The International Snowmobile Manufacturers Association is trying to intervene in the case, and the State of Wyoming has sued, too, arguing that the reduced cap on snowmobiles is illegal.
"The ATV users have a lot of political clout," Wilson said. "They make the argument that the public lands are not exclusively for ecological protection. It's far easier for the ATVers to hold on to what they have than it is for the environmental community to overcome that."
Jay Turner, an assistant professor of environmental studies at Wellesley College, said Wilson's arguments are well-founded.
"He highlights for us the scale and scope and challenge that motorized recreation interests pose," Turner said.
"As larger-scale proposals for protecting the public land were broached by advocacy groups in the '80s and '90s and were actively considered by the Clinton administration, that made the motorized groups nervous. That's in part why they have organized as well and as effectively as they have."
In 1994, President Bill Clinton signed the California Desert Protection Act, designating 71 new wilderness areas in the Mojave Desert. Wilderness areas are off-limits to motorized recreation, and some scholars point to the legislation as evidence that off-roaders may not be "winning." Just this month, they noted, President Bush signed into law the Wild Sky Wilderness, protecting 106,000 acres in the Washington Cascades.
Peter Alagona, a Harvard Environmental Fellow and a historian of land management, and Kevin Marsh, an associate professor and a historian of public lands at Idaho State University, also said it's an oversimplification to frame the debate in terms of off-roaders vs. environmentalists. They note that there are fishermen, hunters, mountain bikers, horse packers, hikers and backpackers who support resource protection on public lands.
The crux of the problem with off-roaders, Marsh said, is that the agencies lack the courage and the support to enforce their own regulations.
"It's not that the rules are wrong," Marsh said. "Nobody is willing to put the resources into enforcing those rules."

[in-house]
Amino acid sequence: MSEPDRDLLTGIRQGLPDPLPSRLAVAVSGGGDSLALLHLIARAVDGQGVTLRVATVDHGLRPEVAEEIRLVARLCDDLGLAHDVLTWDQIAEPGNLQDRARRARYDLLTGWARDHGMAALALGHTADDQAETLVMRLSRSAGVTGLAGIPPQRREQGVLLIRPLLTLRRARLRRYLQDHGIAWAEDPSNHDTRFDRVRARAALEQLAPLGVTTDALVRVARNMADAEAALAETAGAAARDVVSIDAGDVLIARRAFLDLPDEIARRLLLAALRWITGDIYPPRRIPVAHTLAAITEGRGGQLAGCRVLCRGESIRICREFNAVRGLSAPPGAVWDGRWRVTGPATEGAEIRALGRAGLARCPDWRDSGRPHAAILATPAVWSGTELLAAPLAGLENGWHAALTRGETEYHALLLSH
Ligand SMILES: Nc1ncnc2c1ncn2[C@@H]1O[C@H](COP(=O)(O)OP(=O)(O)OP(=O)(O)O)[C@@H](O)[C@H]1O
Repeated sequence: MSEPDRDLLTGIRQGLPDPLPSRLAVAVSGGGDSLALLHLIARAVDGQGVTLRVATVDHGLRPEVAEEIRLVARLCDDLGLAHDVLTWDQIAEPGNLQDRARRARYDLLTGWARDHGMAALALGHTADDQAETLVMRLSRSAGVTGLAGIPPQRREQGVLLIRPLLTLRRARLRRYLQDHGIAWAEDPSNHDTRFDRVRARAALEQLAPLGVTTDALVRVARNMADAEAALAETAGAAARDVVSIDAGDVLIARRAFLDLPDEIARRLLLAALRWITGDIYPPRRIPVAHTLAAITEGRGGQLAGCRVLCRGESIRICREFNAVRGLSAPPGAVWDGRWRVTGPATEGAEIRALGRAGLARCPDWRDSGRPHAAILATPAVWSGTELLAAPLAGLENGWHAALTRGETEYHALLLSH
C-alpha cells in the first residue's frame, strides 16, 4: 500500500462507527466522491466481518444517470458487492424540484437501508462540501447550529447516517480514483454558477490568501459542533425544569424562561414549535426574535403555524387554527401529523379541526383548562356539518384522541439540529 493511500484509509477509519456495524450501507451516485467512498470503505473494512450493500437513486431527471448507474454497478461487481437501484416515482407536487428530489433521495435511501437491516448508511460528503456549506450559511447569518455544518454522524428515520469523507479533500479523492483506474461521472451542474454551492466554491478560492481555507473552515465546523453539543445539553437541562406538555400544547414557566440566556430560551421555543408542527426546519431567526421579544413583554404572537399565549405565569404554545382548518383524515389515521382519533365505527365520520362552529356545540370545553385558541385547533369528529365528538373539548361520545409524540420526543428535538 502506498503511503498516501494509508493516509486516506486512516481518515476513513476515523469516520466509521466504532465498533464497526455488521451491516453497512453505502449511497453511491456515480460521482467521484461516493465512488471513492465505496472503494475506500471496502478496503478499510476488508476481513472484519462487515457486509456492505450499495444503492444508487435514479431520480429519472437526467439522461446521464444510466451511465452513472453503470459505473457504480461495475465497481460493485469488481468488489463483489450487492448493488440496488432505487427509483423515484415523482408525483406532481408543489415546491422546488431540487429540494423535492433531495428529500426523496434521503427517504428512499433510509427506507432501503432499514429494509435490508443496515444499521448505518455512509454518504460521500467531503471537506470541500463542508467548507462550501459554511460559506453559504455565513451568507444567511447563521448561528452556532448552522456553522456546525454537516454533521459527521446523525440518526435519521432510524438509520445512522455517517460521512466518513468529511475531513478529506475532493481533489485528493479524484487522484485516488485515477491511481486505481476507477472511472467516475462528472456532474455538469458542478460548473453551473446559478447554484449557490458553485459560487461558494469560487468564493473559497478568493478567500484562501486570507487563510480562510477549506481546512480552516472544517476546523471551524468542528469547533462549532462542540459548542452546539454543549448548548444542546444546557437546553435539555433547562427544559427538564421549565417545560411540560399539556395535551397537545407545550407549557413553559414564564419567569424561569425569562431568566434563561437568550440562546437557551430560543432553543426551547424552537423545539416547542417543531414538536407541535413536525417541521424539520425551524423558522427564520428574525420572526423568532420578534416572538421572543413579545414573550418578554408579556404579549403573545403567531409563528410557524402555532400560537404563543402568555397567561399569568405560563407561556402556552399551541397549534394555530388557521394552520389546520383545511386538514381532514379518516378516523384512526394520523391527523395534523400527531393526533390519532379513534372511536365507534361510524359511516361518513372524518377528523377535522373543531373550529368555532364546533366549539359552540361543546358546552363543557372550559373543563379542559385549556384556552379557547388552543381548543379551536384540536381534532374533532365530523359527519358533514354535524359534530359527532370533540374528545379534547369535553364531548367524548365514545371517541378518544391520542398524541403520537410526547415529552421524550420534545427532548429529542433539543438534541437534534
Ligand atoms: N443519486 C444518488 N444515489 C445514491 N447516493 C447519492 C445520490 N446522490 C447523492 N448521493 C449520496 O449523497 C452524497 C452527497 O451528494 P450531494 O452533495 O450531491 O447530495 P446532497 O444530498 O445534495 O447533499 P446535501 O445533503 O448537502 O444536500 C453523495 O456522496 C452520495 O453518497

The Park Service has done the best job in controlling off-roaders because of — and not in spite of — its long tradition of managing recreation, Marsh said. "The Forest Service and the BLM are dealing with it way over their heads. The BLM has the smallest tradition of managing recreation and the biggest problem with off-road vehicles."
A case in point is the Algodones Dunes in Southern California, a spot visited by more than 100,000 off-roaders on holiday weekends. The dunes are home to the desert tortoise and Peirson's milk-vetch, species designated by the federal government as threatened.
By order of former President Richard Nixon, 26,000 acres of the 160,000-acre dunes were closed to off-roaders in 1973. The closed area was designated as a wilderness in 1994 under the Desert Protection Act. The Center for Biological Diversity, an environmental advocacy group, sued for a larger closure, and the BLM recently banned off-roaders from an additional 49,000 acres. The ban is temporary, pending the completion of a new management plan. More than half the dune system remains open to off-roaders.
"We're predisposed to manage for multiple use," said Stephen Razo, a spokesman for the California desert district of the BLM. "We have been known to close routes. We have been known to open routes. Each side says we're always taking away.
"We feel like if everyone is mad at us, we're probably doing our job."